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Environmental problems - Chemical approaches
RESEARCH FRONT

Synchrotron X-ray distinction of seasonal hydrological and temperature patterns in speleothem carbonate

Peter M. Wynn A I , Ian J. Fairchild B , Christoph Spötl C , Adam Hartland D , Dave Mattey E , Barbara Fayard F G and Marine Cotte F H

A Lancaster Environment Centre, University of Lancaster, Lancaster, LA1 4YQ, UK.

B School of Geography, Earth and Environmental Sciences, University of Birmingham, Birmingham, Edgbaston, B15 2TT, UK.

C Institut für Geologie und Paläontologie, Leopold-Franzens-Universität Innsbruck, Innrain 52, A-6020 Innsbruck, Austria.

D Chemistry Department and Environmental Research Institute, Faculty of Science and Engineering, Environmental Research Institute, University of Waikato, Hamilton 3240, New Zealand.

E Department of Earth Sciences, Royal Holloway University of London, Egham, Surrey, TW20 0EX, UK.

F European Synchrotron Radiation Facility, F-38043 Grenoble cedex, France.

G Laboratoire de Physique des Solides, UMR 8502, Bât 510, Université Paris Sud, F-91405 Orsay cedex, France.

H UPMC Univ. Paris 06, UMR 8220, Laboratory of Molecular and Structural Archeology – LAMS, Paris, France.

I Corresponding author. Email: p.wynn@lancaster.ac.uk

Environmental Chemistry 11(1) 28-36 http://dx.doi.org/10.1071/EN13082
Submitted: 23 April 2013  Accepted: 9 October 2013   Published: 30 January 2014

Environmental context. Speleothem chemical records are used to reconstruct environmental change on a broad range of timescales. However, one of the biggest challenges is to link the records contained within speleothems at the sub-annual timescale to changing meteorological conditions. Seasonal infiltration patterns and cave ventilation dynamics are reconstructed through high resolution analysis of speleothem trace element content by synchrotron radiation, building towards proxy records of hydrological variability and winter duration as indices of recent climatic change beyond the instrumental period.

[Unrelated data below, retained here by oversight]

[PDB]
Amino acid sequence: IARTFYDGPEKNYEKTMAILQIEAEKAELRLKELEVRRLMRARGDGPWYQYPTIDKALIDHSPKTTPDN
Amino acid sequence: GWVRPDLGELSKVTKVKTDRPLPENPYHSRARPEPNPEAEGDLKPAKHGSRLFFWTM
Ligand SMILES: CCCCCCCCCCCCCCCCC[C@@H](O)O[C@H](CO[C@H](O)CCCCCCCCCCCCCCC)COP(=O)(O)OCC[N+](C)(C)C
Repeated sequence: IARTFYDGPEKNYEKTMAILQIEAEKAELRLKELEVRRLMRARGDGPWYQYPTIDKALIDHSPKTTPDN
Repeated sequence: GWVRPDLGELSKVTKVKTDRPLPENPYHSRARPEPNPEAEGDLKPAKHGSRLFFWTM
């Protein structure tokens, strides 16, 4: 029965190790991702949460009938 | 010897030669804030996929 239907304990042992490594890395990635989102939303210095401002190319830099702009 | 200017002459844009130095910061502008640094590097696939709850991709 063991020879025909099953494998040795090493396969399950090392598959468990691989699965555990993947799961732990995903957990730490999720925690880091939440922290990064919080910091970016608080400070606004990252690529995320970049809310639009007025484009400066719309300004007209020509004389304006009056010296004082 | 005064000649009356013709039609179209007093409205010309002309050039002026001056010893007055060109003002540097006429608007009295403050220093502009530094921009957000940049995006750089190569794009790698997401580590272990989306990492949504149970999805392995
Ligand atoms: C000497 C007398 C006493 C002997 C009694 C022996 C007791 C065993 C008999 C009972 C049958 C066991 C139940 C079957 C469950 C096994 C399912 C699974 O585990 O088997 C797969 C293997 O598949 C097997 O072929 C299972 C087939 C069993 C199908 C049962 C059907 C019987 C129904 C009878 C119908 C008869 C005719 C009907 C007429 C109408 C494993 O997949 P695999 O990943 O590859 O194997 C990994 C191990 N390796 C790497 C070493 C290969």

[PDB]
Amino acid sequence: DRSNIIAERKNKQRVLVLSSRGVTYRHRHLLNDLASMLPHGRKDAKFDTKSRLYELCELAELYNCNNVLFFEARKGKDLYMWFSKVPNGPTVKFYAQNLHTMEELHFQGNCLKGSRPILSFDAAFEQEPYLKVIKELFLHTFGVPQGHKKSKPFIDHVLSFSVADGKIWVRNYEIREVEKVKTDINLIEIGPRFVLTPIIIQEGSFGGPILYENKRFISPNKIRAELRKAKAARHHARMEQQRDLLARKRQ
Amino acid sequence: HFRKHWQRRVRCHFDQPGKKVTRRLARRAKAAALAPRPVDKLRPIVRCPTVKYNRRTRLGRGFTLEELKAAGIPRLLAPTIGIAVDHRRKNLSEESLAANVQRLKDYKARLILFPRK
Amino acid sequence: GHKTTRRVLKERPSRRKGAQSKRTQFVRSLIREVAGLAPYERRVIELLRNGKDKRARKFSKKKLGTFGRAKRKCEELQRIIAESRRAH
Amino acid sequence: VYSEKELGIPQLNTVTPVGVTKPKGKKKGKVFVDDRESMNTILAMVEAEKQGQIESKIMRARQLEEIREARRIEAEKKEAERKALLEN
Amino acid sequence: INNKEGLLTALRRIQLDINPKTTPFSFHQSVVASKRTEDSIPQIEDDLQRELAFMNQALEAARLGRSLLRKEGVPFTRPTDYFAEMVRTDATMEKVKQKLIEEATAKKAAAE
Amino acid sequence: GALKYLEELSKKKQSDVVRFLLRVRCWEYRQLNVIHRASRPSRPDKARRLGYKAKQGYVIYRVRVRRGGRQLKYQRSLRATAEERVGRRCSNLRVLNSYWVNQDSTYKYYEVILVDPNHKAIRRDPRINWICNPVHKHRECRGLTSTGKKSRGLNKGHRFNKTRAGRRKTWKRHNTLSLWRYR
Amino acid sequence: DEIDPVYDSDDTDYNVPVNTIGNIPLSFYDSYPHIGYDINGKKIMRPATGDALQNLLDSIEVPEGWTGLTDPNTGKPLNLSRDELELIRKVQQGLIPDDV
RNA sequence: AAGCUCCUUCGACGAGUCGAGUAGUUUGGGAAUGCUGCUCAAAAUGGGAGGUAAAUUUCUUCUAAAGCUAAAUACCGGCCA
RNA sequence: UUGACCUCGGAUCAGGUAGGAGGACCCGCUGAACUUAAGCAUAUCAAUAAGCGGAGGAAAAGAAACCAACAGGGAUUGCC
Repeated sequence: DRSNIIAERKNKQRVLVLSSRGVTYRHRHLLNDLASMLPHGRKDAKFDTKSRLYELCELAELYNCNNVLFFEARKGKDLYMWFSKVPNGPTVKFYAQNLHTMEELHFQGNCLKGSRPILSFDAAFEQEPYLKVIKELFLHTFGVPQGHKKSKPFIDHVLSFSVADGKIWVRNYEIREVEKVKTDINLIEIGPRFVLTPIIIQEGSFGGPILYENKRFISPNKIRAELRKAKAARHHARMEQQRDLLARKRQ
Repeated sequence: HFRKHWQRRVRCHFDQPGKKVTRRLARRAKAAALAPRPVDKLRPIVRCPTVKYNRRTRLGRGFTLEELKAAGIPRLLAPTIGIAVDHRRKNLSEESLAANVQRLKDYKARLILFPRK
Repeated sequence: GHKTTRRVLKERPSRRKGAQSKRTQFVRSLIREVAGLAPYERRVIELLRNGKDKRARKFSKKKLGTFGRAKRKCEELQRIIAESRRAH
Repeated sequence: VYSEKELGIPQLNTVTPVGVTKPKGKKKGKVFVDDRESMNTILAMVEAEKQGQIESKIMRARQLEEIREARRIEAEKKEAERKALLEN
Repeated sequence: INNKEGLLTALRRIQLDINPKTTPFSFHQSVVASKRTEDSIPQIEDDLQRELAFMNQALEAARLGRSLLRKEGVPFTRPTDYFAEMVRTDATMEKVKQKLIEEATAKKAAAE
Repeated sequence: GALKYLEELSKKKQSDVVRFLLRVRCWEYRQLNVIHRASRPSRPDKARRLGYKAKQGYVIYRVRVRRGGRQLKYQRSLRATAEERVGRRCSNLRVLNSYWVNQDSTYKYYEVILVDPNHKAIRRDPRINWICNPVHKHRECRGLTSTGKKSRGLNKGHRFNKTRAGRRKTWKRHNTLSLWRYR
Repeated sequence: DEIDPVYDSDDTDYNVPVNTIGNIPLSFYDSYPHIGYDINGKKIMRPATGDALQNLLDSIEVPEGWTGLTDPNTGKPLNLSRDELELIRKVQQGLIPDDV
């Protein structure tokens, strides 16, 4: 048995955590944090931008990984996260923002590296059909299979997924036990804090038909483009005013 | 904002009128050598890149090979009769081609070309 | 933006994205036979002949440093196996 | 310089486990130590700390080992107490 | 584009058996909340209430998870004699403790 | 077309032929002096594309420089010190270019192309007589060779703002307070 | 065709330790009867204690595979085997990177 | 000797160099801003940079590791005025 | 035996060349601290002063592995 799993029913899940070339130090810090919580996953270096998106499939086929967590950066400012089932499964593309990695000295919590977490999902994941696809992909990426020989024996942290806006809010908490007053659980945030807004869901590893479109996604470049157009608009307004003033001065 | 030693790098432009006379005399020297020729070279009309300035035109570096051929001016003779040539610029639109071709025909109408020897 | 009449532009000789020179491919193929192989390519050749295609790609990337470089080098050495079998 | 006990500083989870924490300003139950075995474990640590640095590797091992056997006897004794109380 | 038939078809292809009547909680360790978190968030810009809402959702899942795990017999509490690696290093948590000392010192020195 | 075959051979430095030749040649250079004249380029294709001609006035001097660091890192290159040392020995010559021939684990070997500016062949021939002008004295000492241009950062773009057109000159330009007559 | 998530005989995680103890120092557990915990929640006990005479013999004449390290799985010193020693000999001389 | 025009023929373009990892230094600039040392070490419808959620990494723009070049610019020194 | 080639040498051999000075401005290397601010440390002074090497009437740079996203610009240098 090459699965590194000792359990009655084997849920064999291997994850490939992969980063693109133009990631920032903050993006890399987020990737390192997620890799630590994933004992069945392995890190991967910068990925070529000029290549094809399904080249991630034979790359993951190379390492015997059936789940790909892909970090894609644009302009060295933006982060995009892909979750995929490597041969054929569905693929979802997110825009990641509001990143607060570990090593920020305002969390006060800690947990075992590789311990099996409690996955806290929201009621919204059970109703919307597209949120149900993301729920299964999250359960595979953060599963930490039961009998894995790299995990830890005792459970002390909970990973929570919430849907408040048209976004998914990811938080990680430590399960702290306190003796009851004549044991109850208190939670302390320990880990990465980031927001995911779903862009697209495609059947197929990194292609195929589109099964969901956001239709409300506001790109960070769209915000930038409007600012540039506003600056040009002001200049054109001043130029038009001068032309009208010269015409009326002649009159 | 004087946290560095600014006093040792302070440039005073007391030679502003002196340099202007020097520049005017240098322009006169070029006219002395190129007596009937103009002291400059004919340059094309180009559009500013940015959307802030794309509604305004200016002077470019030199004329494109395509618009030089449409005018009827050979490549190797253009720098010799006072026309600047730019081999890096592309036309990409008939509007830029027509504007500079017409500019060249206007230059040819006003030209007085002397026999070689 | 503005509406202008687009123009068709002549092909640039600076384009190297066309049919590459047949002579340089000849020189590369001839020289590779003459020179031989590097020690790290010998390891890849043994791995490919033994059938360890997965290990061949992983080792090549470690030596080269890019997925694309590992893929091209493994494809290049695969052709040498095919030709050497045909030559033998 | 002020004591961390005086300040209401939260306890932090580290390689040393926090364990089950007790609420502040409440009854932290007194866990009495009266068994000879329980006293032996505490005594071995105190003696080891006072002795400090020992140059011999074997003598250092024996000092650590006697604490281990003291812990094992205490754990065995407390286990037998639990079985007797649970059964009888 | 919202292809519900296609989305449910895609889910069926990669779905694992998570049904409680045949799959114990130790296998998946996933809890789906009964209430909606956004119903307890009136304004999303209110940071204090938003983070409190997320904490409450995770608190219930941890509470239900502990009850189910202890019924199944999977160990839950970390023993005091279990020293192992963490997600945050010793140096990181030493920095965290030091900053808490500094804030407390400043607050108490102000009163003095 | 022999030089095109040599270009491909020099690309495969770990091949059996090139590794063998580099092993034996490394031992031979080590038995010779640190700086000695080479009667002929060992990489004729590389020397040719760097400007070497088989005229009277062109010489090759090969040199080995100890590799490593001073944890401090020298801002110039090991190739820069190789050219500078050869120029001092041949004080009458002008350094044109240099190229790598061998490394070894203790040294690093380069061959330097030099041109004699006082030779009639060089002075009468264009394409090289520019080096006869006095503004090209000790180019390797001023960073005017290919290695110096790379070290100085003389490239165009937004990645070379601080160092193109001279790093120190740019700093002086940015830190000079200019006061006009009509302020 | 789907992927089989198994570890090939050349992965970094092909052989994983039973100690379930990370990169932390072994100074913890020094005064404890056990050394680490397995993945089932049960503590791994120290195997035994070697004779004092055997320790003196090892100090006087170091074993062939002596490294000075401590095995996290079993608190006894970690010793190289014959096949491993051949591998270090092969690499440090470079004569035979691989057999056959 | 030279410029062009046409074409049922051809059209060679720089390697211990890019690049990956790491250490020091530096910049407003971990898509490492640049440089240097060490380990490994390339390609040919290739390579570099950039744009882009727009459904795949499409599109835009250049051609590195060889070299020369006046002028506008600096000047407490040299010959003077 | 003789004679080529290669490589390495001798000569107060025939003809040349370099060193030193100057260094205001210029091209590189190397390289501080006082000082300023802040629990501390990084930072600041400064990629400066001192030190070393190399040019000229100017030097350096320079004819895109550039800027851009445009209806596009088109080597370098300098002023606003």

Abstract. Synchrotron micro-X-ray fluorescence (µXRF) spectrometry is used to reveal trace element patterns within speleothem calcite at the sub-annual scale and provide one of the first calibrations to prevailing meteorological conditions. Mapping of Zn and SO42– within speleothem calcite was performed at the European Synchrotron Radiation Facility over three annual cycles (1977–1979). Peaks in µXRF Zn concentrations occur on an annual basis, although banding of lower XRF intensity reveals multiple events at the sub-annual scale. The delivery of Zn to the speleothem was found to be dependent upon the presence of a water excess, the condition of any overlying snowpack and the pH of the soil solution as controlled by microbial activity. This generated a pattern of Zn event laminae that documented increasing concentrations from winter through to the following autumn and complies with existing models inferring surface-active trace metals are delivered to the point of speleothem growth in association with natural organic matter (referred to as NOM–metal complexes). Minimum and maximum concentrations of speleothem SO42– coincide with winter and summer respectively, in contrast to the near constant SO42– concentrations of the drip water. Fluctuations in speleothem SO42– levels closely follow changes in cave external temperatures, thereby validating existing models of sulfate incorporation into carbonate minerals thought to be driven by cave ventilation dynamics and internal cave atmospheric pCO2 (partial pressure). At the current resolution of analysis, this represents some of the first evidence linking event-based meteorological (temperature and precipitation) records to the trace element content of speleothem calcite, building towards reconstruction of indices of climatic change beyond the instrumental period.


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